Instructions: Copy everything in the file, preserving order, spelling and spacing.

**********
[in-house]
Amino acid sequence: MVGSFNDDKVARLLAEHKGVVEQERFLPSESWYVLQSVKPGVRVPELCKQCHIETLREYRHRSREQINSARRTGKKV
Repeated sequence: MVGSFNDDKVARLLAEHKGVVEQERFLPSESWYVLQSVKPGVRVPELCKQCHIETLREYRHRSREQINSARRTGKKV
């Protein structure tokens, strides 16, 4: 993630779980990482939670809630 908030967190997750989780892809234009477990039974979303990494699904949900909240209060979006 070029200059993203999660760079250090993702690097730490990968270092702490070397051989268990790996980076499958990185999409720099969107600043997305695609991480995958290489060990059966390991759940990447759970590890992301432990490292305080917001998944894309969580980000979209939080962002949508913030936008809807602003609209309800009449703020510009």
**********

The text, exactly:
[in-house]
Amino acid sequence: MVGSFNDDKVARLLAEHKGVVEQERFLPSESWYVLQSVKPGVRVPELCKQCHIETLREYRHRSREQINSARRTGKKV
Repeated sequence: MVGSFNDDKVARLLAEHKGVVEQERFLPSESWYVLQSVKPGVRVPELCKQCHIETLREYRHRSREQINSARRTGKKV
């Protein structure tokens, strides 16, 4: 993630779980990482939670809630 908030967190997750989780892809234009477990039974979303990494699904949900909240209060979006 070029200059993203999660760079250090993702690097730490990968270092702490070397051989268990790996980076499958990185999409720099969107600043997305695609991480995958290489060990059966390991759940990447759970590890992301432990490292305080917001998944894309969580980000979209939080962002949508913030936008809807602003609209309800009449703020510009």